You leave your PC running for a few minutes. You go to grab a sandwich and come back to continue the work you were doing. You see the screen and horror sets in. Configuring Update for Windows 10 - 0%, reads the message. You get angry, curse Windows, Microsoft, your ISP, the current government and the universe, after realizing that you didn't save that 50+ sheet Excel file and those 100+ open Chrome tabs.
Windows Update has became a bane point for Windows 10 users since it's release and Microsoft isn't doing enough to soothe it. Over the past major updates, users have got more control on updates but still the forceful takeovers of PCs are happening to many.
So, what does Microsoft needs to do? A lot, actually. Here are the five things we wish that Microsoft fixed about Windows 10 updates.
1. When To Update
The most problematic thing related to Windows 10 updates is that it randomly takes over PCs and users sometime lose their work. Active Hours were introduced to stop that from happening, but people have reported Windows ignoring the setting and sometimes even changing it on it's own.
Another problem is that Windows only allows you to set Active Hours for a maximum of 18 hours a day. Clearly someone at Microsoft doesn't understand that many of us have work schedules other than the usual 9-to-5.
Microsoft needs to give even more options to users to configure when to install these updates.
This includes not to force-update during non-active hours if someone is using their PC. Similarly, Windows also wakes up devices for update, from sleep, during the non-active hours. This causes problems in battery powered devices such as laptops.
2. What To Install
Currently Windows allows pausing updates for 35 days and deferring certain updates for up to 365 days. But it doesn't allow choosing of individual updates. The better option would be being able to select what updates get installed. For example, you can choose to not install non-critical updates like drivers, language packs, Adobe Flash etc.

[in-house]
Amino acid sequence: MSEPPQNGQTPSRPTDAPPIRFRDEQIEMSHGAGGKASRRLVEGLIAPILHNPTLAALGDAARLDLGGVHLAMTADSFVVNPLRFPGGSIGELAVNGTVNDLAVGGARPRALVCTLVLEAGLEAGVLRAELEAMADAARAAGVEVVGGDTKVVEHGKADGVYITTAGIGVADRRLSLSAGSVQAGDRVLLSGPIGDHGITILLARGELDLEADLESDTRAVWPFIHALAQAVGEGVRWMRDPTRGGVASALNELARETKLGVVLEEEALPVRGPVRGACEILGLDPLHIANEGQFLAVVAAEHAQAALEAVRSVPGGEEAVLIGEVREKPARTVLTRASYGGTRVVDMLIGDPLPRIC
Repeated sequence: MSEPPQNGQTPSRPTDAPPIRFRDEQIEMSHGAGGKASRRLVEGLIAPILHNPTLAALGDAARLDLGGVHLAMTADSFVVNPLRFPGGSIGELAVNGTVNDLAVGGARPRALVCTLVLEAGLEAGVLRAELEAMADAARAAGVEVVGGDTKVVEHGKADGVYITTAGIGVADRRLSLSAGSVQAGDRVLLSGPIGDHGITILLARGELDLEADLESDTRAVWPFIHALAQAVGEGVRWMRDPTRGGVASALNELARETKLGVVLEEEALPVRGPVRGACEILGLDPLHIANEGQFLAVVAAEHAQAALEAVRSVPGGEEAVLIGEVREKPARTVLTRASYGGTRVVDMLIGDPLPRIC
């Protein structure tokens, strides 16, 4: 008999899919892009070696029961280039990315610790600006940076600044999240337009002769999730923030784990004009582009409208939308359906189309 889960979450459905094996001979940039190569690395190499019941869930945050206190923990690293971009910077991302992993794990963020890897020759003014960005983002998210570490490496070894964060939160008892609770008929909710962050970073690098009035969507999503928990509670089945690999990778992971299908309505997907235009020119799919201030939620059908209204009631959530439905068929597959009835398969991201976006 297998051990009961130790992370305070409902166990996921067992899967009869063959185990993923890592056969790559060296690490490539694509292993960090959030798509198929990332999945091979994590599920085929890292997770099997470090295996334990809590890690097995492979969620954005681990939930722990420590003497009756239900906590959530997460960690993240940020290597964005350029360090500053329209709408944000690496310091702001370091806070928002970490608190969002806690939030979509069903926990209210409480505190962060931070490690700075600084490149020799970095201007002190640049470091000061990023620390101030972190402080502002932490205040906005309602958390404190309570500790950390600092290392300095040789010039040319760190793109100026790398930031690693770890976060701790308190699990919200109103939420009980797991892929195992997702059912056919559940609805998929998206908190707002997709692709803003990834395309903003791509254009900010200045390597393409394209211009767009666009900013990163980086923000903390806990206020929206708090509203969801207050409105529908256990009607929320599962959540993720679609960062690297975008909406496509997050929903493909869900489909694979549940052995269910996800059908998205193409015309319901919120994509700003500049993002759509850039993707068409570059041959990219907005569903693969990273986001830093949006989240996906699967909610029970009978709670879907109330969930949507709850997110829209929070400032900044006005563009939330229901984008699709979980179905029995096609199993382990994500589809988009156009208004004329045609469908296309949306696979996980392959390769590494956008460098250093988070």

And driver updates have also wreaked havoc on certain PCs where Windows updates an incompatible driver which causes system to crash.
Finally an option to not update at all, indefinitely, except critical security updates, should also be made available.
3. What Not To Install
Ads and sponsored content is everywhere nowadays and Microsoft is not new to this. What started as an innocent Apps suggestion in Windows 8 has blown over to full fledged apps getting installed without even user permission. Chances are, if you open your Start menu right now, you might discover Candy Crush or Bubble Witch Saga installed!
And the worse part is Windows reinstalling them silently after some updates. That hovers close to malware behavior. Further such practice is expected from free apps, but Windows charging $119 for a retail copy and doing this is not acceptable.
Certain updates like drivers should be thoroughly tested before deployment and Windows should not install them if they find the PC hardware not on tested list.
4. How To Update
It's not just that Windows takes over PCs, it also destroys data limits. One of my friend's monthly mobile data limit of 2GB was devoured by Windows in downloading the Creators Update. While we can set individual Wi-Fi connections as Metered, the same facility should be extended to Ethernet as well as USB modem connections.
Moreover, Windows should at least give an estimate of how much data a particular update will consume. Finally, an option where one could go to Microsoft website, download a collection of updates and fixes, and install them. Wait, we had that option in way of Service Packs which Microsoft killed.
5. Don't Change My Settings
The last suggestion is about Windows messing with user settings after every big update. Many users have discovered that their settings like default apps, privacy options and few others get reset after updates. Default Web browser gets reset to Edge, image viewer to Photos app and video player to the Movies & TV app.
We get it, you want Edge and the other Microsoft apps to be adopted by everyone, but changing settings sneakily is not the way to go. The solution is straight forward to this one. Just leave the damn settings as they are!
Are Windows Update Really That Bad?
No, updates in general, to any piece of software are a good thing. Updates bring new features, plug loopholes, fix bugs and enhance security. Windows is no different, but the way with which the execution is done is bad. The scenario is, hopefully, improving with each update. Though there are still isolated incidents being reported on various forums and social platforms.
But let's be honest, the critical work which we do, that is interrupted by an update is mostly browsing dank memes and YouTube-binging. So the bottom line is, if few minutes of downtown is acceptable to you, let the update complete.